As you all probably know by now, Zoe just will not shut up about Shadow of Mordor, the upcoming Lord of the Rings game from developer Monolith and publisher Warner Bros. Interactive. She seems to be of the impression that it’s rather good, and that it will finally give LoTR fans the game they deserve.
Shadow of Mordor was hailed as one of the biggest surprises of E3, and we wondered what that might reaction be like for the game’s designers. We asked director of design at Monolith Productions, Michael de Plater how the studio themselves reacted to the overwhelmingly positive reaction from trade shows.
“We’re always excited for more people to see and play the game. It was great. Especially for the team back at the studio who didn’t get to go to e3 but could see the reactions online.”
Shadow of Mordor bridges the awkward “middle of the books” period. We already know how the whole narrative is resolved, so we’re left wondering how Monolith plans on keeping the story interesting.
“The important thing is that Shadow of Mordor works as a standalone story, with its own epic stakes. We’ve worked hard to deliver that, while working with Middle-earth Enterprises to ensure authenticity to the universe.”
One of the problems with working within the confines of an already fabricated world’s is that there’s not a great deal of leeway for the sort of emergent gameplay you’d expect from an open world RPG. Plus, as game set within the Lord of the Rings universe, it has to tell a compelling story – something that’s difficult to do where freedom is involved.
“It was really important for us to craft a story to be as good as it could be and we took great care with it. However, within the living world, you have enormous freedom of choice to craft your own enemies, bosses, and missions through the Nemesis System. And there are key points where the Nemesis System and the main story cross over. “
The Nemesis system is something quite unique to Shadow of Mordor. Every single enemy is unique, with a unique face and personality. They’re shaped by the player’s encounters with them, each with his own rank and memory. Scare off a little Orc, and he might go off, train, level up and come back as your greatest foe. Where did the system find its roots?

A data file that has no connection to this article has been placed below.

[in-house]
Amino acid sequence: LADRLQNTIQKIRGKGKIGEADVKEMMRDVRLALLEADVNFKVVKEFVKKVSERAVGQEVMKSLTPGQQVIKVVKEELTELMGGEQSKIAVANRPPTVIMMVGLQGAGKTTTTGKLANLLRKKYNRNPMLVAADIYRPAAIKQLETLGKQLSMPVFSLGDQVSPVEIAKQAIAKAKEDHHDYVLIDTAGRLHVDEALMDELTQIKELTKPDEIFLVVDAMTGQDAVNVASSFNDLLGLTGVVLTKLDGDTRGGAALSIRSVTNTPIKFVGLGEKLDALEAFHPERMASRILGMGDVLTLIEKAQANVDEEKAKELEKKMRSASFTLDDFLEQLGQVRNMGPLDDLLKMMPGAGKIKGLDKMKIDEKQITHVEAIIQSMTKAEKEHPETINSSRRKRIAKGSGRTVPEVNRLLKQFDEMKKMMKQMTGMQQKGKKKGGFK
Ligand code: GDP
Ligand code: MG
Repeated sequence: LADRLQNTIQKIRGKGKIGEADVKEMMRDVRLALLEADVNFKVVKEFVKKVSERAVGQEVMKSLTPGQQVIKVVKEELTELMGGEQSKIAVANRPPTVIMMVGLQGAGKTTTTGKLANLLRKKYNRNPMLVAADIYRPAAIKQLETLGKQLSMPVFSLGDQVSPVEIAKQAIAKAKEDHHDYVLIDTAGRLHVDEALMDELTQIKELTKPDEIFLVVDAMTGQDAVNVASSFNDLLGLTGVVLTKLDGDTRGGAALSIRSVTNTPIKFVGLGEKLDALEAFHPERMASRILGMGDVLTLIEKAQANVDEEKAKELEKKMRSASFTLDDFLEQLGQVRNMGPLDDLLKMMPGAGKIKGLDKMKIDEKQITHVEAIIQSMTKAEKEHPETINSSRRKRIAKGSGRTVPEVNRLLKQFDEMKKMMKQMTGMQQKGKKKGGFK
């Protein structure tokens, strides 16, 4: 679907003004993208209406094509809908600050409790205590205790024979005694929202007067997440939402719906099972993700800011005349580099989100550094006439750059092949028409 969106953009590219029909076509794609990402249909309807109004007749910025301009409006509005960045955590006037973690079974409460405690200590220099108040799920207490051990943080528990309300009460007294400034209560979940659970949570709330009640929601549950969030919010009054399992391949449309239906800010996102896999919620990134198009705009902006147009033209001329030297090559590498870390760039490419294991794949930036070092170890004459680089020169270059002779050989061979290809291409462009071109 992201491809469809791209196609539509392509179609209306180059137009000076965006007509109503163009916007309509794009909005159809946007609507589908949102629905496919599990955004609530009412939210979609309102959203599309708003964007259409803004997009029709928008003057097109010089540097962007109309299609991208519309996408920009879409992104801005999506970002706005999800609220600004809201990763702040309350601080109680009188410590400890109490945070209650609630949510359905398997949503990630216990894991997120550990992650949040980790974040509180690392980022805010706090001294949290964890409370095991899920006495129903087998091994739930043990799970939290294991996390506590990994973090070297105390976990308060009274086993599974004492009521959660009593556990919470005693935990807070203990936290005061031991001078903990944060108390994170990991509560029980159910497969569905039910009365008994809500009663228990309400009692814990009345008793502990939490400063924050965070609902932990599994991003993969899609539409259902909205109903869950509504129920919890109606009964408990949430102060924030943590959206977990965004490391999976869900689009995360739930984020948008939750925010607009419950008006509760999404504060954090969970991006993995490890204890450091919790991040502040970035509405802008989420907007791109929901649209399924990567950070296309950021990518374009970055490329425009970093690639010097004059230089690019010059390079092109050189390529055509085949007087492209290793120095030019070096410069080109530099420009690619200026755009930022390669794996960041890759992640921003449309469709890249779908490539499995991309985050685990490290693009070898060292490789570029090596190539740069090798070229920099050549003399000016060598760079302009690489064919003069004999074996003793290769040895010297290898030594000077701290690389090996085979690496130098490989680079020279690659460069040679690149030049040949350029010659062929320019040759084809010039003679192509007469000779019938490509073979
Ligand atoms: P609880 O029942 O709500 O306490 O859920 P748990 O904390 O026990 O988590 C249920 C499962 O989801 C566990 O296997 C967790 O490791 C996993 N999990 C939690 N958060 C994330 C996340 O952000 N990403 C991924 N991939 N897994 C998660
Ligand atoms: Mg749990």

“It’s a combination of a lot of inspirations. The goal was to let players create their own stories in a living world. From The Lord of the Rings we were inspired by Orc society when we see the fighting in the Tower of Cirith Ungol where the whole garrison tears itself apart fighting over Frodo’s mithril shirt.
Within games there was a lot of inspiration from pen and paper role-playing, Very often the most memorable NPCs and recurring villains are the ones who emerge out of the story rather than the ones built into the plot.”
Each and every Orc is unique in some way, with the higher ranking ones in particular being afforded extra touches. It’s what makes the nemesis system so refreshing, but it must have been quite a task to design them all.
“Of course character art and animation have done an amazing job making them look awesome,” says de Plater “…but game design has to make them challenging and varied, and the writing, recording and voice have to be in synch with the AI and level design. It’s the way the whole package comes together than brings them to life. It wasn’t easy but it was worth focusing on it so that we could deliver this new innovation.”
We also asked how much trouble it would be to make and animate female Orcs, but that seems to have been left unanswered.
When it was initially shown, Shadow or Mordor was compared with Assassin’s Creed. Like those games, the open world contains a bunch of random encounters and other exploratory elements, but we wanted to know how it differentiates itself, and what sort of side quests and missions can players expect to help bring the world to life.
“There are many things which make Shadow of Mordor really unique,” de Plater affirms.
“First, the way that the world is alive through the Nemesis System, allows your enemies to remember and to react to you. You are not cutting your way through generic cannon fodder and every fight matters.
Second, the way we handle death is different because when you resurrect, time has moved forward. Death doesn’t mean you have to rinse and repeat the same experience, it opens up new opportunities. Also, the living world is very dynamic, with the enemies and the wildlife reacting to each other so it’s constantly surprising. Then on top of that you have side quests, exploration, challenges and of course the main story.”
Shadow of Mordor is coming to old and new consoles at the end of September, and PC in early October.
Last Updated: August 27, 2014